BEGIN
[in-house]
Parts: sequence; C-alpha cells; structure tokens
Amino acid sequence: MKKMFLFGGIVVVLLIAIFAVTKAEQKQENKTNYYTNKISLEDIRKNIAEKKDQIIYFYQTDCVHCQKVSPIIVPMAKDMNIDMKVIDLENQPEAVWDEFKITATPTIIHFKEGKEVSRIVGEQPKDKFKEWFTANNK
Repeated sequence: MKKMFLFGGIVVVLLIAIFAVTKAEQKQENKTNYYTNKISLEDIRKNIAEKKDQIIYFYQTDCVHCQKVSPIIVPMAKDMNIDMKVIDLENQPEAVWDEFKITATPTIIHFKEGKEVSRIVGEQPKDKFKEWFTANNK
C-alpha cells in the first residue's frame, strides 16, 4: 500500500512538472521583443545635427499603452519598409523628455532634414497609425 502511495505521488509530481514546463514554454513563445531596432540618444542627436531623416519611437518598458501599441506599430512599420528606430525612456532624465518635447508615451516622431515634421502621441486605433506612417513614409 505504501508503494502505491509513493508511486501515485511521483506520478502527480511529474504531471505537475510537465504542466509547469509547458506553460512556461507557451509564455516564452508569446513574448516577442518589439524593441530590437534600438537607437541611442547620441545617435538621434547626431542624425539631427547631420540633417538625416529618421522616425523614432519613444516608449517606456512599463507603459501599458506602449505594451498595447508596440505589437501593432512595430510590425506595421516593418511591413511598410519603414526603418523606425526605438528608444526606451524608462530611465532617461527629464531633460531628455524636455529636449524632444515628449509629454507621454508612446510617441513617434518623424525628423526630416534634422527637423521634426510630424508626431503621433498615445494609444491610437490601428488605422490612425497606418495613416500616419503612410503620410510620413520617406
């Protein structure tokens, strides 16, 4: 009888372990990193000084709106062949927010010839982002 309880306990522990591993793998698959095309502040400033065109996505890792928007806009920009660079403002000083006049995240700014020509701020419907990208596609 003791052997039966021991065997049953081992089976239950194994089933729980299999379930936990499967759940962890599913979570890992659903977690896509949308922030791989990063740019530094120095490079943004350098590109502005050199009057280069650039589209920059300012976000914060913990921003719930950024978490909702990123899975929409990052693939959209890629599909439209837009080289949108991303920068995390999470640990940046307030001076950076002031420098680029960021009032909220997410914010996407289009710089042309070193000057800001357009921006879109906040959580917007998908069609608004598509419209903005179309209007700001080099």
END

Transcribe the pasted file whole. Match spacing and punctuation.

[in-house]
Parts: sequence; C-alpha cells; structure tokens
Amino acid sequence: MKKMFLFGGIVVVLLIAIFAVTKAEQKQENKTNYYTNKISLEDIRKNIAEKKDQIIYFYQTDCVHCQKVSPIIVPMAKDMNIDMKVIDLENQPEAVWDEFKITATPTIIHFKEGKEVSRIVGEQPKDKFKEWFTANNK
Repeated sequence: MKKMFLFGGIVVVLLIAIFAVTKAEQKQENKTNYYTNKISLEDIRKNIAEKKDQIIYFYQTDCVHCQKVSPIIVPMAKDMNIDMKVIDLENQPEAVWDEFKITATPTIIHFKEGKEVSRIVGEQPKDKFKEWFTANNK
C-alpha cells in the first residue's frame, strides 16, 4: 500500500512538472521583443545635427499603452519598409523628455532634414497609425 502511495505521488509530481514546463514554454513563445531596432540618444542627436531623416519611437518598458501599441506599430512599420528606430525612456532624465518635447508615451516622431515634421502621441486605433506612417513614409 505504501508503494502505491509513493508511486501515485511521483506520478502527480511529474504531471505537475510537465504542466509547469509547458506553460512556461507557451509564455516564452508569446513574448516577442518589439524593441530590437534600438537607437541611442547620441545617435538621434547626431542624425539631427547631420540633417538625416529618421522616425523614432519613444516608449517606456512599463507603459501599458506602449505594451498595447508596440505589437501593432512595430510590425506595421516593418511591413511598410519603414526603418523606425526605438528608444526606451524608462530611465532617461527629464531633460531628455524636455529636449524632444515628449509629454507621454508612446510617441513617434518623424525628423526630416534634422527637423521634426510630424508626431503621433498615445494609444491610437490601428488605422490612425497606418495613416500616419503612410503620410510620413520617406
């Protein structure tokens, strides 16, 4: 009888372990990193000084709106062949927010010839982002 309880306990522990591993793998698959095309502040400033065109996505890792928007806009920009660079403002000083006049995240700014020509701020419907990208596609 003791052997039966021991065997049953081992089976239950194994089933729980299999379930936990499967759940962890599913979570890992659903977690896509949308922030791989990063740019530094120095490079943004350098590109502005050199009057280069650039589209920059300012976000914060913990921003719930950024978490909702990123899975929409990052693939959209890629599909439209837009080289949108991303920068995390999470640990940046307030001076950076002031420098680029960021009032909220997410914010996407289009710089042309070193000057800001357009921006879109906040959580917007998908069609608004598509419209903005179309209007700001080099």